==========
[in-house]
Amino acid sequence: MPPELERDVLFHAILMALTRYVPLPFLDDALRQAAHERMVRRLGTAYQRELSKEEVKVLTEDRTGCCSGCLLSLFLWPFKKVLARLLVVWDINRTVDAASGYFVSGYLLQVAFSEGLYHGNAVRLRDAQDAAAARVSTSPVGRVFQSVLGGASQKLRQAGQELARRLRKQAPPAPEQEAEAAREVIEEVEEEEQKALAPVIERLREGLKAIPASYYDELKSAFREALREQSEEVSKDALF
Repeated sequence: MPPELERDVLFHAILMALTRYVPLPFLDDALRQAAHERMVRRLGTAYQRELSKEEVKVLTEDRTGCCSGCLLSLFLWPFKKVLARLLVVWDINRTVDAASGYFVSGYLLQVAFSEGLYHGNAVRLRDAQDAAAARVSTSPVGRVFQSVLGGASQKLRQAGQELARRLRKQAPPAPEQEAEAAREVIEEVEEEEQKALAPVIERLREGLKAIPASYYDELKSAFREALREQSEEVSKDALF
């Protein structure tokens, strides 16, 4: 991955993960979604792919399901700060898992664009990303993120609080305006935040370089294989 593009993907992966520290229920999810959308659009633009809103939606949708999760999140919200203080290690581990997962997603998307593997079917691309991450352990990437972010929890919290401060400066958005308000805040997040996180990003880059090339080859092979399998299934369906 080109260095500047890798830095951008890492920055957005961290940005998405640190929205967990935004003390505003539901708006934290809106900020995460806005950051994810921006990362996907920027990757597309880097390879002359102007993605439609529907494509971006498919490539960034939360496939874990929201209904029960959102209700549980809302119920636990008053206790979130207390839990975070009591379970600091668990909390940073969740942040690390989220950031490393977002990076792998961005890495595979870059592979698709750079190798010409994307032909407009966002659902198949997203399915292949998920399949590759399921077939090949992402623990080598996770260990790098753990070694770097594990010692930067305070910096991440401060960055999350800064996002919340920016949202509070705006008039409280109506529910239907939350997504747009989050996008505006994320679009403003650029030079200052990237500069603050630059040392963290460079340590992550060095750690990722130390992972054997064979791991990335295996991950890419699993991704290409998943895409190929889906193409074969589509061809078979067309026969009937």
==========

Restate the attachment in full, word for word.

[in-house]
Amino acid sequence: MPPELERDVLFHAILMALTRYVPLPFLDDALRQAAHERMVRRLGTAYQRELSKEEVKVLTEDRTGCCSGCLLSLFLWPFKKVLARLLVVWDINRTVDAASGYFVSGYLLQVAFSEGLYHGNAVRLRDAQDAAAARVSTSPVGRVFQSVLGGASQKLRQAGQELARRLRKQAPPAPEQEAEAAREVIEEVEEEEQKALAPVIERLREGLKAIPASYYDELKSAFREALREQSEEVSKDALF
Repeated sequence: MPPELERDVLFHAILMALTRYVPLPFLDDALRQAAHERMVRRLGTAYQRELSKEEVKVLTEDRTGCCSGCLLSLFLWPFKKVLARLLVVWDINRTVDAASGYFVSGYLLQVAFSEGLYHGNAVRLRDAQDAAAARVSTSPVGRVFQSVLGGASQKLRQAGQELARRLRKQAPPAPEQEAEAAREVIEEVEEEEQKALAPVIERLREGLKAIPASYYDELKSAFREALREQSEEVSKDALF
């Protein structure tokens, strides 16, 4: 991955993960979604792919399901700060898992664009990303993120609080305006935040370089294989 593009993907992966520290229920999810959308659009633009809103939606949708999760999140919200203080290690581990997962997603998307593997079917691309991450352990990437972010929890919290401060400066958005308000805040997040996180990003880059090339080859092979399998299934369906 080109260095500047890798830095951008890492920055957005961290940005998405640190929205967990935004003390505003539901708006934290809106900020995460806005950051994810921006990362996907920027990757597309880097390879002359102007993605439609529907494509971006498919490539960034939360496939874990929201209904029960959102209700549980809302119920636990008053206790979130207390839990975070009591379970600091668990909390940073969740942040690390989220950031490393977002990076792998961005890495595979870059592979698709750079190798010409994307032909407009966002659902198949997203399915292949998920399949590759399921077939090949992402623990080598996770260990790098753990070694770097594990010692930067305070910096991440401060960055999350800064996002919340920016949202509070705006008039409280109506529910239907939350997504747009989050996008505006994320679009403003650029030079200052990237500069603050630059040392963290460079340590992550060095750690990722130390992972054997064979791991990335295996991950890419699993991704290409998943895409190929889906193409074969589509061809078979067309026969009937």